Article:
Despite his many efforts at defense in Lolita, Humbert knows he has committed some serious violations – referring to himself as a monster, a spider, a maniac, and a hound – but it is unclear whether these self-incriminations are just gestures for the reader (and jury). Humbert certainly references the ethical dilemma he is in, but it is never so great as to prevent him from perpetrating on Lolita.
He does admit that through the memoir he intends to prove that he is not a scoundrel, but he cannot resist the descriptions of his lust. He is torn between ethics and ego, law and lust. He offers many defenses for what he has done – psychological (trying to recover from losing Annabel), legal and literary (it may be illegal here and now, but look at East India, and what about Dante and Beatrice, Petrarch and Laureen?), and personal (after all Lolita was experienced and seduced me). The degree of his justification is proven here: just because he wasn't the first to get to Lolita and just because she seduced him, he says it's OK that he carries on for years as he does. Plus his whole nymphet, enchantment, demoniac theme intends to imply that he just couldn't help himself!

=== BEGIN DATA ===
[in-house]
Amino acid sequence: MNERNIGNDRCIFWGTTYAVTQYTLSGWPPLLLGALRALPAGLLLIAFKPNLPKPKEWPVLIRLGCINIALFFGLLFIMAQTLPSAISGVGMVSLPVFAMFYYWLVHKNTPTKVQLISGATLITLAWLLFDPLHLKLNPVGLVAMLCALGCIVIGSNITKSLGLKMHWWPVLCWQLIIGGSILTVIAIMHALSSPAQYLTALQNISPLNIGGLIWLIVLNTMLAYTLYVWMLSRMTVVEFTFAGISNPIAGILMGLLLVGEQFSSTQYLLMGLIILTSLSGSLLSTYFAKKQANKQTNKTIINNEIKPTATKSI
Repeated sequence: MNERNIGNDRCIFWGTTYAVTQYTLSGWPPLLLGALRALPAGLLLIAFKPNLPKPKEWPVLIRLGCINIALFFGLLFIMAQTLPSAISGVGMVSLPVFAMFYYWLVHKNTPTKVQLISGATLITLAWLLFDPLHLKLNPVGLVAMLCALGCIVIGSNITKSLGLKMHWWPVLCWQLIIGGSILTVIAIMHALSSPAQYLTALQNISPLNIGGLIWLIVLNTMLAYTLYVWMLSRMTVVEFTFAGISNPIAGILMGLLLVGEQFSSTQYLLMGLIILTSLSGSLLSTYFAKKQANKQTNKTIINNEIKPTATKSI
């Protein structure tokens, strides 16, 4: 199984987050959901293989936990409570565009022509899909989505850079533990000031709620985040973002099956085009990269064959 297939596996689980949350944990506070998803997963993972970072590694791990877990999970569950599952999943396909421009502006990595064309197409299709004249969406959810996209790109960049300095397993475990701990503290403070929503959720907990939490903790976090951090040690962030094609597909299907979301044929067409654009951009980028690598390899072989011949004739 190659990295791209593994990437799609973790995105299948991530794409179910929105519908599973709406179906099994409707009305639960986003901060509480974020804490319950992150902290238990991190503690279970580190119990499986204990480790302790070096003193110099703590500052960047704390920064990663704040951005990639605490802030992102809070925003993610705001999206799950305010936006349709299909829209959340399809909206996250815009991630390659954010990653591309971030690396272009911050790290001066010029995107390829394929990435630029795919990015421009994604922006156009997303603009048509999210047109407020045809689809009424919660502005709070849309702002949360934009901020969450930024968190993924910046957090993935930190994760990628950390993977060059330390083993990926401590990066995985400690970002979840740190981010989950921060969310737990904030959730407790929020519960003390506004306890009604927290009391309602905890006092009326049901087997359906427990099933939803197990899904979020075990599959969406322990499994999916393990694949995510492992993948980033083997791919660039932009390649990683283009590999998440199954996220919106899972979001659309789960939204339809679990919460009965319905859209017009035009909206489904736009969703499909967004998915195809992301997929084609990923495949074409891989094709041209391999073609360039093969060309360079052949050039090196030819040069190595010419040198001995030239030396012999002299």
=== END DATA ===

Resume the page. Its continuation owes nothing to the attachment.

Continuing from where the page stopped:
Humbert pays some lip-service to ethical questions, but usually goes right back to justifying his actions.
While Lolita seems able to move past what she has experienced, Humbert remains unreconciled even at the end, because he really does not acknowledge the extent of his violations.